Match heads contain phosphorus, potassium chlorate and sulfur, and when heated by friction, the phosphorus ignites, causing the other two materials to burn. When ignited, the potassium chlorate produces oxygen in amounts far exceeding what is typically found in the surrounding air. The oxygen and sulfur mixture burns steadily, igniting the matchstick to produce a usable flame.
In a strike-anywhere match, the match head contains all the chemicals needed to trigger the reaction and fire. The phosphorus, potassium chlorate and sulfur are mixed throughout the head of the match, and crushed glass is added to provide extra friction. This makes it possible to ignite a strike-anywhere match on any rough surface, but it does present a safety risk. Unprotected matches may rub against one another or rough surfaces, causing an unexpected ignition.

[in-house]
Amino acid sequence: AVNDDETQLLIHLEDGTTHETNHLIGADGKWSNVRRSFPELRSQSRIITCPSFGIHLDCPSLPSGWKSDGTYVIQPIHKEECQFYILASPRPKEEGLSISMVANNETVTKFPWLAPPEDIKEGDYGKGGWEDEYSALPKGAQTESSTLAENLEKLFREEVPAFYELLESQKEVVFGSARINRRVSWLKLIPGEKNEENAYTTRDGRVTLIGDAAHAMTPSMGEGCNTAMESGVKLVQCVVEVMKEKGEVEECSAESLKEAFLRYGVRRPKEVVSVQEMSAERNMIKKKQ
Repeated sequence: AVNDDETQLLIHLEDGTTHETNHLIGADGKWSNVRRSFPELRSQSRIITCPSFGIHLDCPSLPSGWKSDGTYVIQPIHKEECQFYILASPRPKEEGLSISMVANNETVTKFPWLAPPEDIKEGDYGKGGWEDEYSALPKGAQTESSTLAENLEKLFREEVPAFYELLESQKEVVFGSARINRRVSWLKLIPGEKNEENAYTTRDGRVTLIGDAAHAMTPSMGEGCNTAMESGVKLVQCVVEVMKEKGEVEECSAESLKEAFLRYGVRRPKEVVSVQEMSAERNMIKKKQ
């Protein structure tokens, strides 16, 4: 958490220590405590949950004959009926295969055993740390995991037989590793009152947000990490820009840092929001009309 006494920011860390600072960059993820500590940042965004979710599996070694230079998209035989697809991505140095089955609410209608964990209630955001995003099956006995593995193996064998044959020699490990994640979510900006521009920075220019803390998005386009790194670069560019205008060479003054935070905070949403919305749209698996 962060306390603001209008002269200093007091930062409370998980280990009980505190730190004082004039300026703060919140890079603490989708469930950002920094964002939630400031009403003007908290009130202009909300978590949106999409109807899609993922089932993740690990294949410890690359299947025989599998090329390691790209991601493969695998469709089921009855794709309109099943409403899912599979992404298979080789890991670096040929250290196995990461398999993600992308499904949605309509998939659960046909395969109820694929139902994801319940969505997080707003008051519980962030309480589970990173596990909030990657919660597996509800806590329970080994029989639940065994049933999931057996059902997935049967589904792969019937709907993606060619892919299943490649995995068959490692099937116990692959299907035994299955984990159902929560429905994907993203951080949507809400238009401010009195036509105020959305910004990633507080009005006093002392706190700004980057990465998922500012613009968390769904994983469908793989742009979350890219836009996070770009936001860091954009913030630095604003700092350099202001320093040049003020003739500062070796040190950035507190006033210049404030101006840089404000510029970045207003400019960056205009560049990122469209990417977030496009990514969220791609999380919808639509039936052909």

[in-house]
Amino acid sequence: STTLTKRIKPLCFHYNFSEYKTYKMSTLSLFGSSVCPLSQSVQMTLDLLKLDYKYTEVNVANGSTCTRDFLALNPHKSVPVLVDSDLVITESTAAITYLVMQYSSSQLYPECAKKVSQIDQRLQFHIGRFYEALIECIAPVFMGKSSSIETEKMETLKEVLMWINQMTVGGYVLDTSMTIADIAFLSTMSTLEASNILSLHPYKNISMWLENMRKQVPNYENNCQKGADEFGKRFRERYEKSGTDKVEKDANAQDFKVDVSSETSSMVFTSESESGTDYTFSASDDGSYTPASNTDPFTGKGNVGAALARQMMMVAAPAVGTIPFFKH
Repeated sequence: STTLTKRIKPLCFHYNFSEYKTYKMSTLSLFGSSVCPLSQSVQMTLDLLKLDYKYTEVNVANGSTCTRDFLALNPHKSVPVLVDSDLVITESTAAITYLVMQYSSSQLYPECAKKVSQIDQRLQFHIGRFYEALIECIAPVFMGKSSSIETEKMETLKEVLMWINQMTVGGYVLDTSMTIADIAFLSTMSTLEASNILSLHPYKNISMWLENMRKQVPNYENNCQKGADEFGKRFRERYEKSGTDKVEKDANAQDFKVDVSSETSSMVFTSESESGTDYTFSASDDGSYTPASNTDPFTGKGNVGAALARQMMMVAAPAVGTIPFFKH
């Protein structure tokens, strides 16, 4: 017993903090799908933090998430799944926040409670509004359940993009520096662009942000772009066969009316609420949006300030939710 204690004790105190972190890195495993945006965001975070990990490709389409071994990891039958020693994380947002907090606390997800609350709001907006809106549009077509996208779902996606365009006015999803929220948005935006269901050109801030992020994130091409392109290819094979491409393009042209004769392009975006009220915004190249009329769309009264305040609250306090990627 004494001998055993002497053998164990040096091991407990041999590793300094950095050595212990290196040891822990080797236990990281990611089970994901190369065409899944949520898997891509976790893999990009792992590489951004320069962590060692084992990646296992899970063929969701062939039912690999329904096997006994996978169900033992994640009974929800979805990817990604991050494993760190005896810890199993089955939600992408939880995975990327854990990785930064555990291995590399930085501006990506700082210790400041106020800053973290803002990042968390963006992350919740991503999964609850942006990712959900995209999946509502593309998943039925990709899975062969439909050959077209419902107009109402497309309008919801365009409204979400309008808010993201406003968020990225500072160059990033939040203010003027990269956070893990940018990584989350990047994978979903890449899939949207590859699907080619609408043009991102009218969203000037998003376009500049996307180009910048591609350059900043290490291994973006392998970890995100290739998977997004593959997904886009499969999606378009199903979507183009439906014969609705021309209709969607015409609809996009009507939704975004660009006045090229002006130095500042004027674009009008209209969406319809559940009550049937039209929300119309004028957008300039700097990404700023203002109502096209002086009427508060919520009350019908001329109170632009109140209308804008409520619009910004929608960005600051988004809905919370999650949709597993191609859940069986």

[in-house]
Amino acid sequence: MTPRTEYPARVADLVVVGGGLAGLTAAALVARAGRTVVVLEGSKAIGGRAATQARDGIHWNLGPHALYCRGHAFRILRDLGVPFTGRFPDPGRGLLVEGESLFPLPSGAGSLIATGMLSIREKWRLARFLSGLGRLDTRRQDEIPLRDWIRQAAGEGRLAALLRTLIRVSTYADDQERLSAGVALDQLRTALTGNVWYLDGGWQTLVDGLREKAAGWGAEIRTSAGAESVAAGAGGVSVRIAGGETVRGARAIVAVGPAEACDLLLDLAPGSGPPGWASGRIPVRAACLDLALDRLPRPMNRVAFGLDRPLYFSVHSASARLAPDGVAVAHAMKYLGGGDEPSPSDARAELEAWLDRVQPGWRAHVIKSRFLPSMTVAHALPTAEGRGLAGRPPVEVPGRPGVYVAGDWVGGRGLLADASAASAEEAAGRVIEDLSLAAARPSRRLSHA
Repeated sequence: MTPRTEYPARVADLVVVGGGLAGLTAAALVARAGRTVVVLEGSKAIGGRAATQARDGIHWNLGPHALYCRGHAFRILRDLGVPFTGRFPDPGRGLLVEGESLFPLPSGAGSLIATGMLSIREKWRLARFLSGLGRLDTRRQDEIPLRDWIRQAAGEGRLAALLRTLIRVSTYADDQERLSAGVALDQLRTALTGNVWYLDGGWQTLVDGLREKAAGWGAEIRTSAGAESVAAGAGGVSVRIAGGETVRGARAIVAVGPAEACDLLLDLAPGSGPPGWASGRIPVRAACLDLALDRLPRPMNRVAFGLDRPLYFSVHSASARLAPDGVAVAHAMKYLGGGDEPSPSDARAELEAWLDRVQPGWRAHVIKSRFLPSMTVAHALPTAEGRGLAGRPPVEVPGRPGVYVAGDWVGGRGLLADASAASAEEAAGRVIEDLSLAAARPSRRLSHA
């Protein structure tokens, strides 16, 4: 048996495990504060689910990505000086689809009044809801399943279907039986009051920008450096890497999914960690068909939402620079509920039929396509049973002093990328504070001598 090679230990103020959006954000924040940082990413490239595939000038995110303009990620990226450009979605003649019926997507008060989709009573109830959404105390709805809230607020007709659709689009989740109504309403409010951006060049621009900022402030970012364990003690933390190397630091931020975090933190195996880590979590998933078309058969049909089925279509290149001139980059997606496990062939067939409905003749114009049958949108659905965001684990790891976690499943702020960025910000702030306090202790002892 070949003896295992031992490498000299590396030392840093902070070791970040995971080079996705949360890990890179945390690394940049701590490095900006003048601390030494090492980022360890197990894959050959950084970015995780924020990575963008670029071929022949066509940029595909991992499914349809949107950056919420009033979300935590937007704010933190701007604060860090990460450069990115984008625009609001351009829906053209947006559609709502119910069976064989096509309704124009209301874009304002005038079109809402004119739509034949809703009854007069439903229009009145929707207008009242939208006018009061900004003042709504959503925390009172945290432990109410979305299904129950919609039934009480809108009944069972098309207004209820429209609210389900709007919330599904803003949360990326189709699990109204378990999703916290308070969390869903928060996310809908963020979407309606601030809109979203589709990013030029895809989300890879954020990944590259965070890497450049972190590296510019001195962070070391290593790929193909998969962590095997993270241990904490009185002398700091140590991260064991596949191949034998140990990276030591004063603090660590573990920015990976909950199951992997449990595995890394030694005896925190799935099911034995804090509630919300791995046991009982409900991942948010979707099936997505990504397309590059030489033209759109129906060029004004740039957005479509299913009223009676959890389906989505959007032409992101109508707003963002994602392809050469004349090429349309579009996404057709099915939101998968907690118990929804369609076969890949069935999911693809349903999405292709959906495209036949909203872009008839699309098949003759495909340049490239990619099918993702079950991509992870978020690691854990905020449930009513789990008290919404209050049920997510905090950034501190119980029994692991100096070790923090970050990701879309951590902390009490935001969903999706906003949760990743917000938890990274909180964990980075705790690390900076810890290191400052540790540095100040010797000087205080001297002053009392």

Safety matches prevent this problem by removing the phosphorus from the match head, instead using it to impregnate the rough strip along the back of the matchbook. Without the phosphorus, friction alone is not enough to start the reaction and ignite the match. The match head must be dragged against the strip embedded with phosphorus to provide the final piece of the chemical puzzle.